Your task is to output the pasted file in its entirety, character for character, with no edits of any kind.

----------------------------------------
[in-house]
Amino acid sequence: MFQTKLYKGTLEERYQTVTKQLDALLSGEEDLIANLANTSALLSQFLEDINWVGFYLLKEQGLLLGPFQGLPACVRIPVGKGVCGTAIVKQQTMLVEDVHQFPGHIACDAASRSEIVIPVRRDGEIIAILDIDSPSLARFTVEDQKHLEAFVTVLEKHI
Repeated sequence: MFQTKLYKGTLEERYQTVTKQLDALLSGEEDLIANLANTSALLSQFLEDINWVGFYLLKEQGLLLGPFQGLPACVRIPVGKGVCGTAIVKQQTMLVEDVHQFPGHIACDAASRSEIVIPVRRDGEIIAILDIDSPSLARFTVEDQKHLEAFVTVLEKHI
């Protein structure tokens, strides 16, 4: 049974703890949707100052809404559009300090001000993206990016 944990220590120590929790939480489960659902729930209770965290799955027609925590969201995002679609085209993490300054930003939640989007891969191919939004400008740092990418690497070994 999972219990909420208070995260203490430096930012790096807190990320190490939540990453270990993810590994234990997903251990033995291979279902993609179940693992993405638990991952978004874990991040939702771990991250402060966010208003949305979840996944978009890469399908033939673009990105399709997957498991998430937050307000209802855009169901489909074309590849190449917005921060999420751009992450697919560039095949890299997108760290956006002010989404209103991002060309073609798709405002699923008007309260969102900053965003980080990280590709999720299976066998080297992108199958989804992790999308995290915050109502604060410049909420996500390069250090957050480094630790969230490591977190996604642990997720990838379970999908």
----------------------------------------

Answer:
[in-house]
Amino acid sequence: MFQTKLYKGTLEERYQTVTKQLDALLSGEEDLIANLANTSALLSQFLEDINWVGFYLLKEQGLLLGPFQGLPACVRIPVGKGVCGTAIVKQQTMLVEDVHQFPGHIACDAASRSEIVIPVRRDGEIIAILDIDSPSLARFTVEDQKHLEAFVTVLEKHI
Repeated sequence: MFQTKLYKGTLEERYQTVTKQLDALLSGEEDLIANLANTSALLSQFLEDINWVGFYLLKEQGLLLGPFQGLPACVRIPVGKGVCGTAIVKQQTMLVEDVHQFPGHIACDAASRSEIVIPVRRDGEIIAILDIDSPSLARFTVEDQKHLEAFVTVLEKHI
């Protein structure tokens, strides 16, 4: 049974703890949707100052809404559009300090001000993206990016 944990220590120590929790939480489960659902729930209770965290799955027609925590969201995002679609085209993490300054930003939640989007891969191919939004400008740092990418690497070994 999972219990909420208070995260203490430096930012790096807190990320190490939540990453270990993810590994234990997903251990033995291979279902993609179940693992993405638990991952978004874990991040939702771990991250402060966010208003949305979840996944978009890469399908033939673009990105399709997957498991998430937050307000209802855009169901489909074309590849190449917005921060999420751009992450697919560039095949890299997108760290956006002010989404209103991002060309073609798709405002699923008007309260969102900053965003980080990280590709999720299976066998080297992108199958989804992790999308995290915050109502604060410049909420996500390069250090957050480094630790969230490591977190996604642990997720990838379970999908």